The Greens' draft candidate list released last Sunday was like the outcome of a Night of the Plastic Knives.
In the light of dawn, it became rather obvious that the pre-election culling of the party's political dead-wood had not been as extensive as the party would like voters to believe.
There was no blood on the floor. But that is Vegetarian Politics for you.
At least three of the party's current MPs would have been anticipating getting a much lower ranking than they enjoy now - one which would have effectively been a one-way ticket to political oblivion.
Their provisional new ranking leaves them still high enough up the list such that they could normally have a reasonable chance of making it back to Parliament.
The key word in the previous sentence is "normally". Things seem to be far from normal in the Greens' neck of the woods.
The party won plaudits from many quarters for the rejuvenation of its line-up via the revision of its list.
The list's release was also an exercise in papering over the cracks, however.
There was little recognition of the dilemma the party refuses to confront, and one which will not be solved by by installing a few fresh-faced 20 somethings in high-ranking slots on the list.
All the opinion polls have the Greens registering voter backing of around 10 per cent.
The party's worry is that its support has hit a ceiling. That might be the case for as long as the party is willing to only work with Labour.
Being prepared to work with either one of the two major parties could well boost support for the Greens as they would have far greater negotiating leverage.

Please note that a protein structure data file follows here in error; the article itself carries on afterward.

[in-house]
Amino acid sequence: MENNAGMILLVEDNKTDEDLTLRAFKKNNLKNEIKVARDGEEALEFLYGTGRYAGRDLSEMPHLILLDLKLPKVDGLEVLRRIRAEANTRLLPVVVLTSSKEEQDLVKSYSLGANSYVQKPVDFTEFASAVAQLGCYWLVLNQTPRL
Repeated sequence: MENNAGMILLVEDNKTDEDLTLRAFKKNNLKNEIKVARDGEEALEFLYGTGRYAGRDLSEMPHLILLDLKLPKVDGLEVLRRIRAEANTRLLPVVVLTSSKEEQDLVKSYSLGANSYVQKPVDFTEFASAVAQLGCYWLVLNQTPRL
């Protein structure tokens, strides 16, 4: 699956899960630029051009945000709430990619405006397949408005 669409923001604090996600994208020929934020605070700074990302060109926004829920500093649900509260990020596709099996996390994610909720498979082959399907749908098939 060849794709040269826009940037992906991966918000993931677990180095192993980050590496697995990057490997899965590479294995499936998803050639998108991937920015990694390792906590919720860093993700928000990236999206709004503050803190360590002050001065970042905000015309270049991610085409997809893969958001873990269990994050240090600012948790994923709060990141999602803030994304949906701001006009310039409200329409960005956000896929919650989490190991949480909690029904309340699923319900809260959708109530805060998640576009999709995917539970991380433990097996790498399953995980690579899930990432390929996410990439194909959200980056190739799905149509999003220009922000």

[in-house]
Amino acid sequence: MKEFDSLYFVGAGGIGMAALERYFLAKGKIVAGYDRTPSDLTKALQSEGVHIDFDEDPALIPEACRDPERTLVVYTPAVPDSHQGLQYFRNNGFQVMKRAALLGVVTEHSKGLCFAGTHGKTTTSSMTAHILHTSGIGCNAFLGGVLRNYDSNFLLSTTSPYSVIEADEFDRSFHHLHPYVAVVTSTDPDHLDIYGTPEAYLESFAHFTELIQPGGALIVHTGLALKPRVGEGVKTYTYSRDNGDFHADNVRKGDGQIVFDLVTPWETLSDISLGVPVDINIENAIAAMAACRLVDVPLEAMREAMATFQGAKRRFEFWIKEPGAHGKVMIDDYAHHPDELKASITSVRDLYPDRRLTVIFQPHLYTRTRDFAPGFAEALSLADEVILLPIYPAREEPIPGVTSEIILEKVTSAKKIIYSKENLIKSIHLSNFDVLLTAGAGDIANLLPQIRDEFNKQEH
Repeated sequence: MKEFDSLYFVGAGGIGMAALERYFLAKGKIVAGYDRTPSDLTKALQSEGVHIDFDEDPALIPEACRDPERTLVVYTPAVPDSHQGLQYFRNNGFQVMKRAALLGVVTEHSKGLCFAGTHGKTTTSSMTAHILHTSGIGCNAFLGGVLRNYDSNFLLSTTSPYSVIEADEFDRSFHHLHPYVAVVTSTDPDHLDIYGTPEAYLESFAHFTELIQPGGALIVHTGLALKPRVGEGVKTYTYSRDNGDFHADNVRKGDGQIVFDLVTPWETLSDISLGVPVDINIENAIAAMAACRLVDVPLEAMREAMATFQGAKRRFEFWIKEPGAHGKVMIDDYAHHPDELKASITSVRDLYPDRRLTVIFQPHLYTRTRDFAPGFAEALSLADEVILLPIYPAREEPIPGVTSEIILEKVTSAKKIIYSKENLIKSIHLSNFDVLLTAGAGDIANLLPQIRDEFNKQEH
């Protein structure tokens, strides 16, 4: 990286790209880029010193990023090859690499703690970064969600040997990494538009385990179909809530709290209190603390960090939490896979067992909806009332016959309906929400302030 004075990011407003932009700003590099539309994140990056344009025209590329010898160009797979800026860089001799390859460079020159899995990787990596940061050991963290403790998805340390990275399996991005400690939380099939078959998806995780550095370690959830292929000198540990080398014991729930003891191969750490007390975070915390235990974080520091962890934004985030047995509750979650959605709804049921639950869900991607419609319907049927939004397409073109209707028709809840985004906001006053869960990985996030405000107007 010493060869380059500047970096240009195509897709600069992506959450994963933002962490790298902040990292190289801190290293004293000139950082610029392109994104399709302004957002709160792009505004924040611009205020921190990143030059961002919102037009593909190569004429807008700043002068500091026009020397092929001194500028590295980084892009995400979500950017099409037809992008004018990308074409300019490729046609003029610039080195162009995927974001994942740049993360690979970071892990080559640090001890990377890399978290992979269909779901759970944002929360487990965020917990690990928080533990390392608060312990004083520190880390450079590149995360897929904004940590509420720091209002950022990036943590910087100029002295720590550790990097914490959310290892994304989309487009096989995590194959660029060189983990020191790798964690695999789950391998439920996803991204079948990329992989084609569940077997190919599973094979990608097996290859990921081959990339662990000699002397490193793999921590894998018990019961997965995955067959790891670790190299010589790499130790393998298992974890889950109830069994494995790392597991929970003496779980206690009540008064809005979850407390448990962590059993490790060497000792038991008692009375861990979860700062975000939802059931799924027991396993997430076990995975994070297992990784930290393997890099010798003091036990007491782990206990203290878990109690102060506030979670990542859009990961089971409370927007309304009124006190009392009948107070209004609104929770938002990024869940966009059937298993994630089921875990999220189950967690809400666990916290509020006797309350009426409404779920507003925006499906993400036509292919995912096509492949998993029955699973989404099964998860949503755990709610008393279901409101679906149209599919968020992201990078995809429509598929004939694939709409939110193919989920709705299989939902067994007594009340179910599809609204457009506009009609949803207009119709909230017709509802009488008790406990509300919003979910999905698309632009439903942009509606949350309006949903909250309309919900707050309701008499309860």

The likes of Metiria Turei will not have a bar of such a notion, however.
Whichever way you look at it, the refusal by the Greens' co-leader and others to countenance a move to the centre is a strategic blunder.
The party is risking becoming irrelevant. More particularly, such an approach effectively puts hatred of National ahead of protection of the environment.
That is barmy. But then the words "Turei" and "liability" are no strangers to one another.
The Greens are currently enduring what may one day be described as the Turei Interegnum. That so far amounts to a two-year gap between Russel Norman's departure from politics and James Shaw, his replacement as male co-leader, having the clout to terminate the current bonkers politics which threatens to destroy the party's brand.
Turei's emergence from the shadow cast by Norman has been accompanied by a drastic shift in emphasis away from the party's paramount guiding principle of "ecological sustainability" to the strand pushing for "social justice".
Turei seems consumed with making war on National for failing to tackle child poverty, help the homeless and address other manifestations of inequality.
In doing so, she has opted to fight the coming election in territory which puts the Greens in direct competition with Labour.
That is not where votes reside for the Greens. Turei would dispute all that. But she cannot dispute the result of the recent Mt Albert byelection.
The thrashing Labour inflicted on its would-be ally indicates something is going seriously wrong.
The good news is that a potential saviour is at hand.
Shaw is coming into his own at exactly the right time. He defies every stereotype and prejudice which the Greens' enemies employ to belittle the party.
Turei is the party's past. Shaw symbolises the future.
His arrival on the national stage could well see him play the role that the theatre of election campaigns demands be filled by someone.That is the role of underdog made good in the face of extreme adversity.
The news media's increasingly simplistic approach to covering elections demands winners and losers. In the cut and thrust of an election campaign, it does not take much for possible contenders for either category to be singled out and their success or failure to become self-fulfilling prophecies.
For the Greens' sake, it will have to be hoped that Shaw can get on the kind of roll which fits that script.
The party will not want to contemplate what fate awaits it if he doesn't.